Alexander Gilmour writes the London Life column for FT Weekend. He is associate editor of House & Home. In his twenties he acted on stage and screen (very occasionally). He lives in east London.
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At a time when the UK capital needs to be making foreign friends, waiters have a vital diplomatic role
Living in the city often means meeting the same people on the street every day. What should you give? Or should you just keep walking?
A skiing trip that went downhill rapidly inspired a new passion for city life
Forty days and forty nights of healthy eating and early-morning swims. What can go wrong?
A stage adaptation of Elena Ferrante’s Neapolitan novel tries to cram in too much
Being ‘neighbourly’ is normal for most of Britain — but not for the capital. So why has my street got a group email?
What would I do? Curl up and die? Collaborate? Or fight back — with ducks?
How to cope with the new year and attract the odd flirtatious smile — get a Norfolk terrier called Waffles
Khaled Hosseini’s novel makes an awkward journey from page to stage
A bespoke suit can hide a multitude of sins, from poor posture to a big ‘seat’. Can Alexander Gilmour be trusted with a pair of Savile Row’s nattiest petrol blue birdseye trousers?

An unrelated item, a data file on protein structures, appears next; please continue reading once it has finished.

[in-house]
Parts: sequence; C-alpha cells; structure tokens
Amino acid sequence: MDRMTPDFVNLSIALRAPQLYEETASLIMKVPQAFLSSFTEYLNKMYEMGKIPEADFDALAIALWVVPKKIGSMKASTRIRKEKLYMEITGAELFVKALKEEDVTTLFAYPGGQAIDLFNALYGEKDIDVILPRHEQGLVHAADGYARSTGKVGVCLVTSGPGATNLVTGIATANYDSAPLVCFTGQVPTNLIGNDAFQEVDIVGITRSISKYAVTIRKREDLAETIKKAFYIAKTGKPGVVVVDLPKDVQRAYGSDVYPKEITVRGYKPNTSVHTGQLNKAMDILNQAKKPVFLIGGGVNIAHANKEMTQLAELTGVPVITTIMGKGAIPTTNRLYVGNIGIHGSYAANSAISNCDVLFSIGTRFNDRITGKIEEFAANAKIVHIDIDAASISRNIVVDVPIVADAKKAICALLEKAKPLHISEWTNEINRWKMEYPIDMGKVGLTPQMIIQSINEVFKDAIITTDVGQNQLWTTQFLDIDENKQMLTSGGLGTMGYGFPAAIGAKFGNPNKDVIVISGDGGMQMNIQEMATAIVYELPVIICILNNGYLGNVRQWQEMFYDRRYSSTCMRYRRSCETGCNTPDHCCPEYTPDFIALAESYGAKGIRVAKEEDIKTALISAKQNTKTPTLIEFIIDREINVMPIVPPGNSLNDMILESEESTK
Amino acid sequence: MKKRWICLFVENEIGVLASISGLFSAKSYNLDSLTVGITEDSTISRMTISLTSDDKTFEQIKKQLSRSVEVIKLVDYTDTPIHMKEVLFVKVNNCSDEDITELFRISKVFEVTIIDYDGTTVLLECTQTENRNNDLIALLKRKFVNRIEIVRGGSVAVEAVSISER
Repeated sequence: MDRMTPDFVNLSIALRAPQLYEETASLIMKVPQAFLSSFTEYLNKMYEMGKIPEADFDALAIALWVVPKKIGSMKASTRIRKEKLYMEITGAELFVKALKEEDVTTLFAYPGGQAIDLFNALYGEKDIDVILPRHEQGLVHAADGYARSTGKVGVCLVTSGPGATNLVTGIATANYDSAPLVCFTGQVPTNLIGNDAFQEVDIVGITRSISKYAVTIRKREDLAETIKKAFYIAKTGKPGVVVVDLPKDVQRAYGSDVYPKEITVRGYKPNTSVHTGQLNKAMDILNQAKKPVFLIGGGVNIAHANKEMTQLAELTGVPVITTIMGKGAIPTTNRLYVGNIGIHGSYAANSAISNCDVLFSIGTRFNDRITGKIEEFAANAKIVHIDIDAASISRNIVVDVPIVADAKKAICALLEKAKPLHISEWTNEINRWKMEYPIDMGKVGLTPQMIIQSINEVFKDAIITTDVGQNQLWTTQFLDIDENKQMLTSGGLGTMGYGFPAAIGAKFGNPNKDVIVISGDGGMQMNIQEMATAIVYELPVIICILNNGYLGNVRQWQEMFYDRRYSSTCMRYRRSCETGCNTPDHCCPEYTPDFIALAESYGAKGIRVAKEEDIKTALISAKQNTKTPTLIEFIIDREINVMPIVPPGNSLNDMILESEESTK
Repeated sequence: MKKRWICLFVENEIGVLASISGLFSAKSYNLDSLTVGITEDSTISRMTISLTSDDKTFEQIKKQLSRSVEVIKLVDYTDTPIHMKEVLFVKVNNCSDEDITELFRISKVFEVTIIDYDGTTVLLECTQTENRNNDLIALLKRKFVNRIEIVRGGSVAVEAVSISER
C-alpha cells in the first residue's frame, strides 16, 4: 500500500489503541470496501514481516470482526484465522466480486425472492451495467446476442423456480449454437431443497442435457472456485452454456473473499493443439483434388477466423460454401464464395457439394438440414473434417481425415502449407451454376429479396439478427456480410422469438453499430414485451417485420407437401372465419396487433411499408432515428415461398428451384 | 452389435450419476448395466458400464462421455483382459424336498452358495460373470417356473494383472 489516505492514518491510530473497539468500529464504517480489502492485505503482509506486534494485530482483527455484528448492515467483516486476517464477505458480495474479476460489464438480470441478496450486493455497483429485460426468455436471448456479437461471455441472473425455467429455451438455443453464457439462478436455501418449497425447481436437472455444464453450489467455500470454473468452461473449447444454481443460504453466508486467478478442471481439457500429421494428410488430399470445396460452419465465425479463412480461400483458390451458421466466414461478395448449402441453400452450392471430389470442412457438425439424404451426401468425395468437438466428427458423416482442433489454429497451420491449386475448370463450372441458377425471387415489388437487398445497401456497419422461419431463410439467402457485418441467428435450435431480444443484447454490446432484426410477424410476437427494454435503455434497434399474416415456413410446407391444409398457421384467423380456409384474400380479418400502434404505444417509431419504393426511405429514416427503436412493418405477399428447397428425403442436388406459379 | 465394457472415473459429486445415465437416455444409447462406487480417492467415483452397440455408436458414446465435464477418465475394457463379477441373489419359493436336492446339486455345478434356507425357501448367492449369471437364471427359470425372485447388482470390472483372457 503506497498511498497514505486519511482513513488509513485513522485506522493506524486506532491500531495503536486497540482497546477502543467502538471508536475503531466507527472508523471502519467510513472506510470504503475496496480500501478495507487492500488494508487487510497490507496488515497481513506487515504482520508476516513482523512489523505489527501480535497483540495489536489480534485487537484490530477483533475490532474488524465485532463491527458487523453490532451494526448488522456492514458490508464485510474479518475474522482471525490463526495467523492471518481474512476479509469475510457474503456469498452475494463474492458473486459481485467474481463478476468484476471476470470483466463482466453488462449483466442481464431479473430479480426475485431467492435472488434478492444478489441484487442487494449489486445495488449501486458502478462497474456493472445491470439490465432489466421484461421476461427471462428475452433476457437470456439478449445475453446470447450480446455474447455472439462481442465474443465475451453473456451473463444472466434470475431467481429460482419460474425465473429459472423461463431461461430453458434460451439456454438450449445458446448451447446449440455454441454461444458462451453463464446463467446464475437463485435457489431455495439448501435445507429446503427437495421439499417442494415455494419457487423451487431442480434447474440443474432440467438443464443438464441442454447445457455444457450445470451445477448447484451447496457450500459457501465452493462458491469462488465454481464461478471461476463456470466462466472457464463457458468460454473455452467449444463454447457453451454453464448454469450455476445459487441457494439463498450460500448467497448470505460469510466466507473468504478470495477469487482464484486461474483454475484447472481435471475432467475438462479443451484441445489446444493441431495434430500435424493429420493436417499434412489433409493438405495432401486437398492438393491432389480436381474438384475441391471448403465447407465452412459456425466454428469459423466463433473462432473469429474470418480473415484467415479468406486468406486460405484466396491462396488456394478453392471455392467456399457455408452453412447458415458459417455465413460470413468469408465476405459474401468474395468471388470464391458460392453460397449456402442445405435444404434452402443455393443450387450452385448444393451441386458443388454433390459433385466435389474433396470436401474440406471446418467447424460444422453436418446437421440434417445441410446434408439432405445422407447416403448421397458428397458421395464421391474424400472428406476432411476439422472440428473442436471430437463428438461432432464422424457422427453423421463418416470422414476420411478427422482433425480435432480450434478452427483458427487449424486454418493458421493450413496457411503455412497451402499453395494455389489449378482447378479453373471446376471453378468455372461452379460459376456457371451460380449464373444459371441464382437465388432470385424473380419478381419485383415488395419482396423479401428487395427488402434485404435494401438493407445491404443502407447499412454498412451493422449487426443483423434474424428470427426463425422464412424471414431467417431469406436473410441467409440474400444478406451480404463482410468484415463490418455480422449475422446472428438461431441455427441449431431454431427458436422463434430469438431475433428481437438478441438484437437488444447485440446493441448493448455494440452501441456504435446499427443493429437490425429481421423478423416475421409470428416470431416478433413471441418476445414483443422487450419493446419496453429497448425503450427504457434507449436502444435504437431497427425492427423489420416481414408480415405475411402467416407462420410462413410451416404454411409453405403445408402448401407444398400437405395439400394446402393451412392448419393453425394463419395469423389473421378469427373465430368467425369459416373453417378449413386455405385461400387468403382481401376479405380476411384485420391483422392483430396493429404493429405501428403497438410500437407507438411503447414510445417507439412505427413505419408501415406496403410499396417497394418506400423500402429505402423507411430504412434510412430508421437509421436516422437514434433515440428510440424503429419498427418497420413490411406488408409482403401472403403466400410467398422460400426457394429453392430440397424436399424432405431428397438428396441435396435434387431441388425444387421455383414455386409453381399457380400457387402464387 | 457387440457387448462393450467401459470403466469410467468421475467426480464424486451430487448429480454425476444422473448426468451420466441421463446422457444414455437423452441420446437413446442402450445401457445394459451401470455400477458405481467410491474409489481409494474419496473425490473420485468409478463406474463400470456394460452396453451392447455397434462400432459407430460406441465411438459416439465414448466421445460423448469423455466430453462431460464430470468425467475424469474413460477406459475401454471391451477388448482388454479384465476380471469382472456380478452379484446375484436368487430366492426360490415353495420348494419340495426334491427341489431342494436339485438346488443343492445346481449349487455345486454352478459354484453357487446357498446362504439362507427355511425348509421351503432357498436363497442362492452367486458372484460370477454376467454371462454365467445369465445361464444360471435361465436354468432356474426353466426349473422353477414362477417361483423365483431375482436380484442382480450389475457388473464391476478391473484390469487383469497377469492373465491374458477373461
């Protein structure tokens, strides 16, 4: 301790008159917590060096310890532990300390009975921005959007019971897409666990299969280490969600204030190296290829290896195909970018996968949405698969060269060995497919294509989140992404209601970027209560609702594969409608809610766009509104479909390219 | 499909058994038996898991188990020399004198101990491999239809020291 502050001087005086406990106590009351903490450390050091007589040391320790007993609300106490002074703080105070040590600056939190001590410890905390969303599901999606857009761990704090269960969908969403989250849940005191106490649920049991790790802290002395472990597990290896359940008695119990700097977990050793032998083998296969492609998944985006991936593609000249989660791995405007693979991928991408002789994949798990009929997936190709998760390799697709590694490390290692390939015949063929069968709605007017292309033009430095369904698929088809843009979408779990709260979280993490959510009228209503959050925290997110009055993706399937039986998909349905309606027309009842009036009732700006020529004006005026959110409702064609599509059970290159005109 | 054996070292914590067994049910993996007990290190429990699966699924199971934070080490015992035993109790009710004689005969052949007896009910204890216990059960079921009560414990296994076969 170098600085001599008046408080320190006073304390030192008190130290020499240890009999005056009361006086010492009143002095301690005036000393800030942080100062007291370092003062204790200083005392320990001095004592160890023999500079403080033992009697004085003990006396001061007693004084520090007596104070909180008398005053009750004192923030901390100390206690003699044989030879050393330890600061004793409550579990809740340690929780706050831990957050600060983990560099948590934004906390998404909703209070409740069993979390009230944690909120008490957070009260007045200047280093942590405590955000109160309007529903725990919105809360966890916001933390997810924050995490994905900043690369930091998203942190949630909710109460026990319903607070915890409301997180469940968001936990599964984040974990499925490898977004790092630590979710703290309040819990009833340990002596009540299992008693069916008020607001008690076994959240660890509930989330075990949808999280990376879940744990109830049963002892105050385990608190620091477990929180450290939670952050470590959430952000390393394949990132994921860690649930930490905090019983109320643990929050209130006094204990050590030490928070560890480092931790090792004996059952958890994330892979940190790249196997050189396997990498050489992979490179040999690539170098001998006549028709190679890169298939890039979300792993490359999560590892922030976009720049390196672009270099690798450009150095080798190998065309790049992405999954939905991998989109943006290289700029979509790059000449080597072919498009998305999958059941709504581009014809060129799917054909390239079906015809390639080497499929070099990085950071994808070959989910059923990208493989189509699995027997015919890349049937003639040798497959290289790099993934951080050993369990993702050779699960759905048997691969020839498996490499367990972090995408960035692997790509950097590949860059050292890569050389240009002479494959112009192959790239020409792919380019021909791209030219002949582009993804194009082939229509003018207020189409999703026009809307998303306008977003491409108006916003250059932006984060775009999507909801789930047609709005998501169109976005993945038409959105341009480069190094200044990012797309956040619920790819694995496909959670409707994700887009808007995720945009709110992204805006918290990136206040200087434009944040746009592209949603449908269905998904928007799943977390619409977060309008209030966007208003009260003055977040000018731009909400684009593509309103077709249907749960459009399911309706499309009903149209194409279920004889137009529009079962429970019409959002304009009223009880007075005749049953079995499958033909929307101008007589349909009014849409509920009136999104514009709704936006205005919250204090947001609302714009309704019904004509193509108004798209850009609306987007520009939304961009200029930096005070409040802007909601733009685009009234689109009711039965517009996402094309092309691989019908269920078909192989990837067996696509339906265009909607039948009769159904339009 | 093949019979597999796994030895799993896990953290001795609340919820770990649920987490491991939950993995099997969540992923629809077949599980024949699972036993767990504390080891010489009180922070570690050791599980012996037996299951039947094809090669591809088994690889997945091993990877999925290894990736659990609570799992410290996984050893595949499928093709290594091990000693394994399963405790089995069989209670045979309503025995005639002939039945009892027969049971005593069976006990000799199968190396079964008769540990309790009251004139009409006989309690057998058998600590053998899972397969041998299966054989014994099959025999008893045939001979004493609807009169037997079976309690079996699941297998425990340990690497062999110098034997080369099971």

Emma Rice’s production is a hotchpotch of crazy fun — but unsentimental, too
The captain discusses her transition, her boyfriend and the importance of mess-room banter
The first time I drove across London, I was hooted at the whole way — especially, for some reason, in Hammersmith
The restaurant serves 24 tiny dishes with names like ‘Mielikki essence and strawberries’
The emotional impact of Mark Ravenhill’s notorious play is limited in this revival
It may serve beer and prosecco, but what is the point if you don’t leave with a cool haircut?
A move to Hackney means getting to know the locals, including Mitten, an oversized tomcat on the lookout for a bonus
A tribute to all those who have written in over the past decade with their views and advice
The festival stages plays that aim to inspire change and challenge the status quo